There has been a lot of noise recently among health professionals, beverage industry experts and water enthusiasts about so-called reverse osmosis water and its perceived benefits and drawbacks. But what exactly is it? And what should health-conscious consumers look for in a decent bottled water?
Image: Wikimedia Commons
What is reverse osmosis?
Reverse osmosis is a technical term for a type of water purification technology. The process involves the use of a semipermeable membrane to eliminate molecules, ions and larger particles from water, rendering it safe to drink.
Reverse osmosis is essentially the opposite of normal osmosis, whereby solvents naturally move from an area of low solute concentration to an area of high concentration via a membrane. This movement is driven by the osmotic pressure generated by the solvent moving towards the more concentrated solution. In reverse osmosis, this osmotic pressure is counteracted by the use of artificial external pressure to reverse the natural movement of pure solvent.
Unlike other membrane filtration methods, whereby water is strained and particles are eliminated dependent on size, reverse osmosis has the potential to remove even the tiniest of molecules. In this way, reverse osmosis has powerful purification abilities and is capable of removing many types of dangerous bacteria.
How beneficial are these powerful purification capabilities?
Although reverse osmosis is well-known for its abilities to remove all manner of dangerous water impurities, it also removes a whole host of beneficial minerals. Indeed, we now know that reverse osmosis actually eliminates around 92-99% of water’s natural calcium and magnesium levels, both of which are important to maintaining a strong and healthy body.
In fact, the World Health Organization has weighed in on the reverse osmosis problem, warning in a recent report that water treated in this way has a clear adverse effect on human and animal organisms.
In some ways, the reverse osmosis trend is part of a wider trend for intensive water purification. Consumers have long assumed that the purer the water, the better it is for human health, but this is simply not the case. As the World Health Organization emphasises in its report, drinking water rich in minerals is essential to good health, and drinking completely pure water for even just a few months can even produce unfortunate side effects.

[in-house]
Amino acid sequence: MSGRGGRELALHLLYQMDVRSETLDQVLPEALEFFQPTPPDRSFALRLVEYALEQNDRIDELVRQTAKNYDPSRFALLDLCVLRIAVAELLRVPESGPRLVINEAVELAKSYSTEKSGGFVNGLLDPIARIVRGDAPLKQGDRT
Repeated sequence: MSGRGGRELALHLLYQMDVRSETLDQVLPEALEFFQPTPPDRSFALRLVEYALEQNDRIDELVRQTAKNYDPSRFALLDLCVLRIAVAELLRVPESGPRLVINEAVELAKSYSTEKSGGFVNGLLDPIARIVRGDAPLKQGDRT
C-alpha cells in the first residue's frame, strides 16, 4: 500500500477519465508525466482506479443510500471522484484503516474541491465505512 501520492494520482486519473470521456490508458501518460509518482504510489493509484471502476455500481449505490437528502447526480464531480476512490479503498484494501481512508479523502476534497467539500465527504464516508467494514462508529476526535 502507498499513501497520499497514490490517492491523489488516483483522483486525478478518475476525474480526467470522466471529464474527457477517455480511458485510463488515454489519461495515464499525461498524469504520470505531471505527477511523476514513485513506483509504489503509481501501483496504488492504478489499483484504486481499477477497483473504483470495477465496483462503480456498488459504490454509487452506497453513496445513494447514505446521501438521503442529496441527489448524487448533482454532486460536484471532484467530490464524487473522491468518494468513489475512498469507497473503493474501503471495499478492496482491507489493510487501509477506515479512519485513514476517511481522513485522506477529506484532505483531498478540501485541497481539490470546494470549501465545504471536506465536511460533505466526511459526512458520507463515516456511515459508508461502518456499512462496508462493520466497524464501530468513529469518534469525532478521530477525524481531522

Water that is too low in magnesium or calcium can cause deficiencies in those who are unable to ingest these minerals elsewhere. Symptoms are wide-ranging and can include fatigue, cardiovascular disorders, and muscle cramps or weakness.
If all of this weren’t bad enough, reverse osmosis water actually has the potential to leach minerals from a healthy body as it causes minerals consumed via food and supplements to pass through a person’s urine.
This is very bad news for overall health, and there is plenty of scientific evidence to back this up. Indeed, as the World Health Organization has reliably concluded, consuming reverse osmosis water regularly has a demonstrable negative effect on the body’s homeostasis mechanisms, thereby throwing its mineral and water metabolism into disarray. Indeed, water treated in this way has the capability of diluting electrolytes dissolved in the body’s water, potentially even compromising the functioning of a person’s most vital organs. Initial side effects of electrolyte dysfunction issues include fatigue, headaches, muscle cramps, and issues controlling heart rate.
Image: Wikimedia Commons – Reverse Osmosis System
What should health-conscious consumers do to meet their hydration needs?
It is fairly obvious from the World Health Organization’s recent warnings that we should be steering clear of reverse osmosis water at all costs. So what is the solution? If filter water is deemed to be an inferior option, what kinds of bottled water will give the body a little boost?
At Beloka Water, we believe in the powers of fine, natural mineral water. Indeed, we source our water from an unspoiled area of the gorgeous Australian Alps through which flows an undisturbed spring. The water from this spring is absolutely full of beneficial minerals like magnesium, calcium, silica and potassium, and boasts a wonderful, rich flavour. Water connoisseurs do not have to worry about the purity of the water either, as it is filtered through the 500 million-year-old strata of the Alps.